In one of my blogs the other day I described the problem of having a function where you had a random number of parameters, and how normally you have to guess the maximum number, and then declare ten optional parameters.

Using ABAP OO I created a class which took an instance of itself as an optional parameter, and then “unpacked” itself inside the method. That way you could pass in any number of parameters you wanted.

  mo_logger->add_db_read_log_entry(
    io_input_parameter 
= zcl_bc_parameter=>get( value = slump_group
                 predr 
= zcl_bc_parameter=>get( value = id_consistence_type
                 predr 
= zcl_bc_parameter=>get( value = id_sp_slump ) ) )
    id_database_table  
= ‘SLUMP_TABLE’
    io_output_parameter
= zcl_bc_parameter=>get( value = ld_hwr_material
                 predr 
= zcl_bc_parameter=>get( value = ld_initial_dosage
                 predr 
= zcl_bc_parameter=>get( value = ld_hwr_dosage_uom ) ) ) ).

Passing an object as a parameter, especially to itself as used in the “decorator” pattern, enabes you to do things which are very difficult in procedural world.

A SALV for my Wounds

What most people do is ALV reports, so this is where a lot of the examples and questions focus in on. Sadly the simple ALV programs given bloat the code so much it tends to put people off.

Here is a different take on this – when I first moved to ECC 6.0 I thought the SALV model was great, as it transformed your internal table into ALV output without having to mess about with the field catalogue.

That bonus was offset by the fact that – compared to REUSE_ALV_GRID – doing things like hiding columns and renaming them and sorting and what have you became ten million times more difficult; you had to create objects all over the place.

That was problem number one – problem number two was that I wanted to be able to add my own commands to the STAYS programmatically – like I could do with CL_GUI_ALV_GRID – and also make the grid editable if I so desired – like I could with CL_GUI_ALV_GRID.

SALV is not supposed to be editable at all I think – see my earlier blogs for how I got round that – but sadly I could do one or the other. I can either add my own commands programmatically to SALV OR make it editable but not both. So if I want both I need to use CL_GUI_ALV_GRID.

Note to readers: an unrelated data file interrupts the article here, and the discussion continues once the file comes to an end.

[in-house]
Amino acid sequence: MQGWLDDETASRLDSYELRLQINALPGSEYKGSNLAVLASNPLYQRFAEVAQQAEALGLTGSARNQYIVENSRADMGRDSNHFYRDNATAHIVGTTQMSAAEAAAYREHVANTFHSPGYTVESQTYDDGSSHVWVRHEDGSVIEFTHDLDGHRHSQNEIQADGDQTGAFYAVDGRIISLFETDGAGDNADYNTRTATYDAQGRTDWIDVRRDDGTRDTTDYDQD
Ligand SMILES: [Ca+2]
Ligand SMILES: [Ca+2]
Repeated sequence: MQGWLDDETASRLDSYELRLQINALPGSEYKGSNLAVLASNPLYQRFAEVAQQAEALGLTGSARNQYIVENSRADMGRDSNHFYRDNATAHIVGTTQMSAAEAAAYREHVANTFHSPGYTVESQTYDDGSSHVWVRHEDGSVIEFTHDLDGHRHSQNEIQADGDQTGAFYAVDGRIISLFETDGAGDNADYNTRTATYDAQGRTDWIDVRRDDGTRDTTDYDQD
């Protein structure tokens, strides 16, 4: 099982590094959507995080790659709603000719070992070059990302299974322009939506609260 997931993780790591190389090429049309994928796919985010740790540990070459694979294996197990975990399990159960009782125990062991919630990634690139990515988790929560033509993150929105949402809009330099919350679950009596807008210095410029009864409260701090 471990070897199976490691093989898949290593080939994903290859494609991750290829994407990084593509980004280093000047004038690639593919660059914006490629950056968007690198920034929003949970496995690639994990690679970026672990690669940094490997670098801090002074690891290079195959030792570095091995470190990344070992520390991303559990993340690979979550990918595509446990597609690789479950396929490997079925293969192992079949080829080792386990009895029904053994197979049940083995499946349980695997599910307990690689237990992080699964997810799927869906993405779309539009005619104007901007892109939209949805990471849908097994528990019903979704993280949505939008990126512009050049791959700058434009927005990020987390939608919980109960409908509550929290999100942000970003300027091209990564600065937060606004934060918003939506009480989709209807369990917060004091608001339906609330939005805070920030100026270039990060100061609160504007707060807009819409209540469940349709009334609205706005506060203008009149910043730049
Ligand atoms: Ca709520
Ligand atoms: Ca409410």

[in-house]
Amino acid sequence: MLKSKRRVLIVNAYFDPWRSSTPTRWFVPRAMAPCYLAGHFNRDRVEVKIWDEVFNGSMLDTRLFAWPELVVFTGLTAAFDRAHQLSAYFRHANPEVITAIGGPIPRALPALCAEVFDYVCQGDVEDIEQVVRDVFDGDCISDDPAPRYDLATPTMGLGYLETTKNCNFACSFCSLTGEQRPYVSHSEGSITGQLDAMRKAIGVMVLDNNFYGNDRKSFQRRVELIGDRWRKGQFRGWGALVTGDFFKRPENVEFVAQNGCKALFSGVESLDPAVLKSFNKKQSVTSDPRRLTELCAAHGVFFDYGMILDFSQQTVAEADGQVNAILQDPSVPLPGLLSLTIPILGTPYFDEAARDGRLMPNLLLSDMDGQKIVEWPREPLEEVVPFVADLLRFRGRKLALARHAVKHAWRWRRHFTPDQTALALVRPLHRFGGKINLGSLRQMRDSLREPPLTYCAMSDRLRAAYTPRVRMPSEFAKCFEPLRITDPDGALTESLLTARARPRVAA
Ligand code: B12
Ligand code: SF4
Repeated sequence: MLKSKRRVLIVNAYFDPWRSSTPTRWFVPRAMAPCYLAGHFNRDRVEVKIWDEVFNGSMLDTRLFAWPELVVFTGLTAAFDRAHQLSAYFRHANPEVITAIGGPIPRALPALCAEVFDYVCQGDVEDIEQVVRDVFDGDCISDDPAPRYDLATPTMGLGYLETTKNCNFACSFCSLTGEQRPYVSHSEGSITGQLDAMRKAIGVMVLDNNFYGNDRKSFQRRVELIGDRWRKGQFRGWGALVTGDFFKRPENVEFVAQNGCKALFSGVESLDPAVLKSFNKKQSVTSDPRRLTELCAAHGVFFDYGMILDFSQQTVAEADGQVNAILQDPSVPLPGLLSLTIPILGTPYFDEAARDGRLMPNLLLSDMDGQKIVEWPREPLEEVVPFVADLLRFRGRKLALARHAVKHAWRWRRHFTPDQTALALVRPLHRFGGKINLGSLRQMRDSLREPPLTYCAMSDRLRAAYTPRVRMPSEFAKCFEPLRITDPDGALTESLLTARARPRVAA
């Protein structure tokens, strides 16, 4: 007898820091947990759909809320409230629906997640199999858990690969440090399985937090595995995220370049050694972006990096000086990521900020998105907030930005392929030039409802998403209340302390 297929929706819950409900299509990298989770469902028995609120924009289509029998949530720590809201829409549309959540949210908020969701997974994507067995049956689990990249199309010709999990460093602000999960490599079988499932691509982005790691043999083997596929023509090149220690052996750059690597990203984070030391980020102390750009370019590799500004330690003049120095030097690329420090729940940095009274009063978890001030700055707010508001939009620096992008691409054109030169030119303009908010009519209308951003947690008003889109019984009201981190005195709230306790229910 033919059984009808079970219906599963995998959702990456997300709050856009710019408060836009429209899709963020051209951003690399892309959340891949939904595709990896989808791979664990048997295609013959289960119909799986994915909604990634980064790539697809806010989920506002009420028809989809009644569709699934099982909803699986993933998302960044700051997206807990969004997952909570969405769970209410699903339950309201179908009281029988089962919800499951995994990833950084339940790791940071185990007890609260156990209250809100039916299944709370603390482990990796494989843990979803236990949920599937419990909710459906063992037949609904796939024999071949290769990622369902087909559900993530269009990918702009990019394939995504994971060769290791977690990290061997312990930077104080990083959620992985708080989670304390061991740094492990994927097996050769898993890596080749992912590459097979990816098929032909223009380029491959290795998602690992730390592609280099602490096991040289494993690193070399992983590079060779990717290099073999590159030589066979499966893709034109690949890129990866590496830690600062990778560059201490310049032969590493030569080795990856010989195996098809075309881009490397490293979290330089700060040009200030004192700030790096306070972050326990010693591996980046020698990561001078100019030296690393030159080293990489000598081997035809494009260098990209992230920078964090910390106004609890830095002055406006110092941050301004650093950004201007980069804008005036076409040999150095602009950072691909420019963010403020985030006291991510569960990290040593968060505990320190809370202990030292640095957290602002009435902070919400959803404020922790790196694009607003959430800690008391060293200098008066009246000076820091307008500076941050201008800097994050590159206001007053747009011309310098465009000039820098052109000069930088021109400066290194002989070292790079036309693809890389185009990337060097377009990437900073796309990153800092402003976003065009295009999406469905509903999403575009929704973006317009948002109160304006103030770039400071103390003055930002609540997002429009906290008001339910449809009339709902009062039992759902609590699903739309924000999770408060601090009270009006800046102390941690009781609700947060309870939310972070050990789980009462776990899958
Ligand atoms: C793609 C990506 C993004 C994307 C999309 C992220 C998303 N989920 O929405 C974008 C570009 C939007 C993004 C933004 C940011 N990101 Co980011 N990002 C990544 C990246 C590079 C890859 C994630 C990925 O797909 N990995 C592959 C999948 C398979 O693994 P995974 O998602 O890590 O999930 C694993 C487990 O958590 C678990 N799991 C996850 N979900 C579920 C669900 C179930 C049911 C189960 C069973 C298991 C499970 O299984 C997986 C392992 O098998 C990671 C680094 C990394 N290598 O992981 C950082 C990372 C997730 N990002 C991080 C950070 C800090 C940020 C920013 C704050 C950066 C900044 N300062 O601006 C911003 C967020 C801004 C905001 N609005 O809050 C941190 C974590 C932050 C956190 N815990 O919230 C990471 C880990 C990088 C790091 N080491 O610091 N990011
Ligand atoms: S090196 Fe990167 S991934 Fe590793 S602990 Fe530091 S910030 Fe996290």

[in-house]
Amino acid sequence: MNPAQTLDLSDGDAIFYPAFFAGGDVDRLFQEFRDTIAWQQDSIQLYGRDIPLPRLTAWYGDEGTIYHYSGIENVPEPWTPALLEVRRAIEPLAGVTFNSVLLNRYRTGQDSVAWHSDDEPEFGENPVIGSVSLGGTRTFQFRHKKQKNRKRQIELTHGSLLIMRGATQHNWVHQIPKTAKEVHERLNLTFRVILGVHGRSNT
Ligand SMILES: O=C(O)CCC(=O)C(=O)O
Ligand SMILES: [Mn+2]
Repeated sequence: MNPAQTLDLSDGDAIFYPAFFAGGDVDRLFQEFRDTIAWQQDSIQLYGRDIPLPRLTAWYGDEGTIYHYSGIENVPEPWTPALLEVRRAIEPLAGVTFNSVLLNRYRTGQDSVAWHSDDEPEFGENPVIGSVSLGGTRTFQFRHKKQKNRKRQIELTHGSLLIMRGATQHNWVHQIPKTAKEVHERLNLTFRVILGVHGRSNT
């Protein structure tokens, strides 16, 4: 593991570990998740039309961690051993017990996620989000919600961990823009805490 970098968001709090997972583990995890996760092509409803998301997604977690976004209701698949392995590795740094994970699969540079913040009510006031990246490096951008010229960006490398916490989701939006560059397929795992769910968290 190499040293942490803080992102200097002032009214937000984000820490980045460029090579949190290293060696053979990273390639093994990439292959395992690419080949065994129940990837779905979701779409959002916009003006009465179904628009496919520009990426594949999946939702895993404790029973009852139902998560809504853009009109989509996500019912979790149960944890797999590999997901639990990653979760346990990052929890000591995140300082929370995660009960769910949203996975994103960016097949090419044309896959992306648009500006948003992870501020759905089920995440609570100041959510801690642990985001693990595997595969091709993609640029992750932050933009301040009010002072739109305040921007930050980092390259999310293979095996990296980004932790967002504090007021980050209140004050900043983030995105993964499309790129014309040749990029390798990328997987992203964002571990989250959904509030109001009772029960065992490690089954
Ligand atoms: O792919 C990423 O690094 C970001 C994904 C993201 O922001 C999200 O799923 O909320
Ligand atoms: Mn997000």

So, let’s say I have a report that is not editable, with my won commands. So I use SALV. Then a requirement comes along to make it editable – sometimes, for some users. Do I have to rewrite the whole thing totally?

REUSE_ALV_GRID, CL_GUI_ALV_GRID and CL_SALV_TABLE all do more or less the exact same thing, but have totally different “interfaces” i.e. how the calling program tells them to sort things or hide fields or what have you. This is a case for the “adapter” pattern.

/wp-content/uploads/2014/01/image002_375012.jpg

I then have a SALV_VIEW class that implements that interface and a GUI_ALV_GRID class that implements that interface, and at runtime my calling program decides which one to use, the rest of the calling program commands – to sort or hide a column or whatever, are the same in both cases. In the case of the SALV class it has all the million objects as attributes and handles the creation of them itself, leaving the calling program free to just say what it wants the display to look like. I also did a class for REUSE_ALV_GRID just because I could. I stopped short of doing one for WRITE statements but I could have. I should really do a WEB DYNPRO one as well. The point is this is future proof.

The Sixth Data Element

A common requirement in custom programs is to take a value of, say, a sales organisation (VKORG) and turn this into the text name for display to a human. The problem is that SAP has organised the text tables for every single data element differently, and some like T001W have the text description in the same place as the real table.

So, all across the programs you spend time working out how to get the text name of assorted things. I have a ZCL_BC_DATA_ELEMENT class (with a static main method and an abstract method) where you pass in the variable under question e.g. LD_VKORG and get back a string to LD_SALES_ORG_NAME. The class using run time type identification to work out what data element we are dealing with then uses the standard method to try and return the text description. If it finds a non-standard text table, then it looks to see if a subclass of itself exists with the data element in question in its name, and if so, creates an instance of that subclass and calls the main method again, thus getting the text description for a WERKS_D or a LIFNR.

In procedural world you could use function modules, but would have to copy more code for each new one you created, and load more into memory (I think) each time the main function module is called the whole group gets loaded into memory, whereas with classes only the static class and it’s subclass would be in memory (I think).

Ant Colony Fragile

This is probably not relevant at all, but since when has that stopped me.  The other day I was talking about that “anti-fragile” blog I had read on the SCN and was thinking about how to employ that in my daily work.

The idea is that every time you are given a change request, you think – can this change happen again, and if so, how can I make it easier to handle next time?

In this case the change request was to add a field to a DYNPRO pop-up box screen. That was easy, but then the extra field made the screen bigger, and scroll bars appeared and the user ad to scroll down to the field at the bottom of the screen, making them unhappy.